From its outset, the festival has been subsidized by Hellman. Various corporations have offered to sponsor the event over the years, but Hellman always turned them down, saying in an interview, “I want to keep it entirely free and noncommercial”.
For some performers, the unique fact that the event is unsponsored is very important to character. In an interview with Hellman, Ketch Secor of Old Crow Medicine Show said that part of what keeps the event focused on the music and the community is Warren’s decision to ensure it isn’t “consumption driven” and the audience isn’t “bombarded with signage”.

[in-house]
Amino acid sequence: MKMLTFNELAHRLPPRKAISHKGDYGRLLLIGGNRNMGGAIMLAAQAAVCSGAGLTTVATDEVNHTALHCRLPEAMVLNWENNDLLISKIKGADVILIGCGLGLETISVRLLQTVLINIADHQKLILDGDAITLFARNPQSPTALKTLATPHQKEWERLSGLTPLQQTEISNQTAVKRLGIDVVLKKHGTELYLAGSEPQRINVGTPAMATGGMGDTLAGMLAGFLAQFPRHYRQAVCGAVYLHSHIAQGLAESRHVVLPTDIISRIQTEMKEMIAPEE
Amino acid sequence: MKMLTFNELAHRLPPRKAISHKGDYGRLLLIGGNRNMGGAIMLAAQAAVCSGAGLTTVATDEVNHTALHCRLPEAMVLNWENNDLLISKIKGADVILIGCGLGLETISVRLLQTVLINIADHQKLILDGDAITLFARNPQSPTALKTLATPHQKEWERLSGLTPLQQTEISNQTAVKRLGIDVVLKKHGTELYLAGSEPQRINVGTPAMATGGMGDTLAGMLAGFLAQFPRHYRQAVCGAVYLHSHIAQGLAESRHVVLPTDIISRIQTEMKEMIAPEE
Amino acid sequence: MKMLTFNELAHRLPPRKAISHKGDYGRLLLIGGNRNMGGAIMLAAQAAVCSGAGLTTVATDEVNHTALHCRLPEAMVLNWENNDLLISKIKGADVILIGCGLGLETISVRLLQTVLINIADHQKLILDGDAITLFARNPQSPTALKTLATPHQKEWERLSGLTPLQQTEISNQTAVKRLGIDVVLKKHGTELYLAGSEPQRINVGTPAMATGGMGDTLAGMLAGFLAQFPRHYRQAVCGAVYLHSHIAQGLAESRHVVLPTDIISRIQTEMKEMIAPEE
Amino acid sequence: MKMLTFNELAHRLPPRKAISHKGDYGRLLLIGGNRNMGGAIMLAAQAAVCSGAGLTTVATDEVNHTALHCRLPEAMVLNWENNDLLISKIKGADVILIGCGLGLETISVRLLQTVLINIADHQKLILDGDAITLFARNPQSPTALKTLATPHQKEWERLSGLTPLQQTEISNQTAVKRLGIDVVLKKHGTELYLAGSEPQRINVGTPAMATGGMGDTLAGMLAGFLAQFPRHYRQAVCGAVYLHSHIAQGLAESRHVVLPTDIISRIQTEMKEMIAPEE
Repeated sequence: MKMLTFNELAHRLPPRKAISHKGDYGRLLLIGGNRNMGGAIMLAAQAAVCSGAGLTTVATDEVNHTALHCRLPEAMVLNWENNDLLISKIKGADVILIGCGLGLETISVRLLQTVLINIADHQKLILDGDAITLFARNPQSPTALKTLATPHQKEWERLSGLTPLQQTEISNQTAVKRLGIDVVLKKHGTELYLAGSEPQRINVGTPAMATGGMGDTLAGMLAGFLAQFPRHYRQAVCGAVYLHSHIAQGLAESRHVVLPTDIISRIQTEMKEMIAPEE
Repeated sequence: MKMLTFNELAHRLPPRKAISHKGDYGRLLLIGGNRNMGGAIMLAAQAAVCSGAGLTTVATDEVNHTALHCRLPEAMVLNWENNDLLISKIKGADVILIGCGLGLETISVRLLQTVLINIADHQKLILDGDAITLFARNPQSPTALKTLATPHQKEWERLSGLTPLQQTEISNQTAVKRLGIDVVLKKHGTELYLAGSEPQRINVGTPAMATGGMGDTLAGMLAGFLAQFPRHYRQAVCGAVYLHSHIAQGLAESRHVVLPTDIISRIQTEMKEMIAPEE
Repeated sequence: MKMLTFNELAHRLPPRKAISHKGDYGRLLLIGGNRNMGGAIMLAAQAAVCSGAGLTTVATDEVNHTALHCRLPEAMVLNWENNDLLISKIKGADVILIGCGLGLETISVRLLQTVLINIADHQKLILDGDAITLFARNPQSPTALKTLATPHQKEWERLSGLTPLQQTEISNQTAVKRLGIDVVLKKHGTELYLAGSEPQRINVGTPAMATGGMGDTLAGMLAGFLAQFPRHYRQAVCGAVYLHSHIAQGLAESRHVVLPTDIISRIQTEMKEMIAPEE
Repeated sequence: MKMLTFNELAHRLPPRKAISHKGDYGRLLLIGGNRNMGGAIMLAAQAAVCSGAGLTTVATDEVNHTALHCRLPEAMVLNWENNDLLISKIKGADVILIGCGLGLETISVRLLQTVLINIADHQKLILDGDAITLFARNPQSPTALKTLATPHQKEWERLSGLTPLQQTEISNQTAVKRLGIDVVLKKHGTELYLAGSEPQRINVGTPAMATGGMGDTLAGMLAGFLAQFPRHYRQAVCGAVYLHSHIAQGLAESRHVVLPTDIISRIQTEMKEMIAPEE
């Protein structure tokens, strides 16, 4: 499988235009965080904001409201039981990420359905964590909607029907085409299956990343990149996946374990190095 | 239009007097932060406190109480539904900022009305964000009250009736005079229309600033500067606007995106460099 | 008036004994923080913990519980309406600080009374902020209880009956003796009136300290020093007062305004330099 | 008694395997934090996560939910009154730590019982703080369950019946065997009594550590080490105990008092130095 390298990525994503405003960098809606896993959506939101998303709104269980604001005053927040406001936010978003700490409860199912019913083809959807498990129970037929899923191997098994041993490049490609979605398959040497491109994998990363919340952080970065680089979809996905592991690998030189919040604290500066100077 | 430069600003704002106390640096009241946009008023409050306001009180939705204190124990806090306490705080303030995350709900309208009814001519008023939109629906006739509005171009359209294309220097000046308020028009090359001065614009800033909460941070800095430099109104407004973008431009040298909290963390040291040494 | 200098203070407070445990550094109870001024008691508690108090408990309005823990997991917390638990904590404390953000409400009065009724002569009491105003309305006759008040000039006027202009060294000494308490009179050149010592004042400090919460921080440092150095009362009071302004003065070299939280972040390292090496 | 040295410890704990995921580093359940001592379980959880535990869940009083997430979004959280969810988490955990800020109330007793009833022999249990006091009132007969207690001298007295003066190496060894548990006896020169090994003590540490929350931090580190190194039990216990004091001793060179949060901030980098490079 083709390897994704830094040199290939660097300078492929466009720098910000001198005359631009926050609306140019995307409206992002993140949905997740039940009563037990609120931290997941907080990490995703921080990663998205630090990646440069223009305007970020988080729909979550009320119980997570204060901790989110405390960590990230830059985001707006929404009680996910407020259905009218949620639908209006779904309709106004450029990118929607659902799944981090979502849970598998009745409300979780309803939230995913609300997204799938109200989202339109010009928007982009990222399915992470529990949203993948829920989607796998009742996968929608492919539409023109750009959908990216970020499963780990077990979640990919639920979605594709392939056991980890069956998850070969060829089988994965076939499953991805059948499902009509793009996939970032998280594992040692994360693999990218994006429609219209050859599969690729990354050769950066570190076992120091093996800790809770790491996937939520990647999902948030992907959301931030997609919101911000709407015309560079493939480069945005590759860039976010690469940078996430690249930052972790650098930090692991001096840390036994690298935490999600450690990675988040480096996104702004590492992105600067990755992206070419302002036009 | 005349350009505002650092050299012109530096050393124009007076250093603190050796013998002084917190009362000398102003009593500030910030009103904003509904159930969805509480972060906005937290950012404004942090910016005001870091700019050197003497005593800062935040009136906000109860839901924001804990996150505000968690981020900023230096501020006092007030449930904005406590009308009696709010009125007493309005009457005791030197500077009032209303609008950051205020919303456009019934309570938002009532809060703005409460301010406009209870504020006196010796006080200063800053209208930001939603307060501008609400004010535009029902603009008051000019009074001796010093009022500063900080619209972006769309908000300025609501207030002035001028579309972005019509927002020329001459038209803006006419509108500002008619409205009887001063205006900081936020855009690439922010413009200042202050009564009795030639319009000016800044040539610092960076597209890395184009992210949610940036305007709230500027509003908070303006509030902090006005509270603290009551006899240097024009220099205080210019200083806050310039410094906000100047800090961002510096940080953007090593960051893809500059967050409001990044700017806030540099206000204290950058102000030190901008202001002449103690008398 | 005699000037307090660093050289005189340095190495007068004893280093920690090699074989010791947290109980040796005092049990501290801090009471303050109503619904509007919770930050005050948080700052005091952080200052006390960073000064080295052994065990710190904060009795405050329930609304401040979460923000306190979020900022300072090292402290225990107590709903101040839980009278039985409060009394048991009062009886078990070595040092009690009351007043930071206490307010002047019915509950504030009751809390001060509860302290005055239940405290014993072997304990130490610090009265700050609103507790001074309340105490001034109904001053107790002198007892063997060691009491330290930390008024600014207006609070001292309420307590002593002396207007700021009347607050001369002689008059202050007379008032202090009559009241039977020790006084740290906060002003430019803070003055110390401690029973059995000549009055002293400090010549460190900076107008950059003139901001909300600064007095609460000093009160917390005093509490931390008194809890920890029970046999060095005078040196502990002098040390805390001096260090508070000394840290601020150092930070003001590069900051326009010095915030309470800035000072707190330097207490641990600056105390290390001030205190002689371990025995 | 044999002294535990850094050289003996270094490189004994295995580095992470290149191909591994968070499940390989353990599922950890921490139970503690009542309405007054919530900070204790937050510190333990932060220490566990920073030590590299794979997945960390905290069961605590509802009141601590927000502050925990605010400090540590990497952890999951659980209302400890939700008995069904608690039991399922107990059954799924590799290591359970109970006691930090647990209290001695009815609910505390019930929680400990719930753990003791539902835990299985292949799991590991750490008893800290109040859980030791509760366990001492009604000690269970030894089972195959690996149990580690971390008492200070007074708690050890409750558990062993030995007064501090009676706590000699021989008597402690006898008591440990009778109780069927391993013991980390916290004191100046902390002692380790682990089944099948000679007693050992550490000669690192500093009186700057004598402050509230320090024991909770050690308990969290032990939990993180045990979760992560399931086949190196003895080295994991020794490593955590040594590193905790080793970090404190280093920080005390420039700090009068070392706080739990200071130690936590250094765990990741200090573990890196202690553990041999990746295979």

Hellman has endowed the festival to continue without sponsorship for at least 15 years past his death. Originally Hellman intended only to invite bluegrass musicians. But soon artists from other genres were invited to the event, and in 2004 the word “Hardly” was added to reflect its expanded scope.
The festival draws very large crowds, nearly equal in number to the entire population of San Francisco. In 2011, the festival drew an estimated 750,000 people over the course of the three-day event.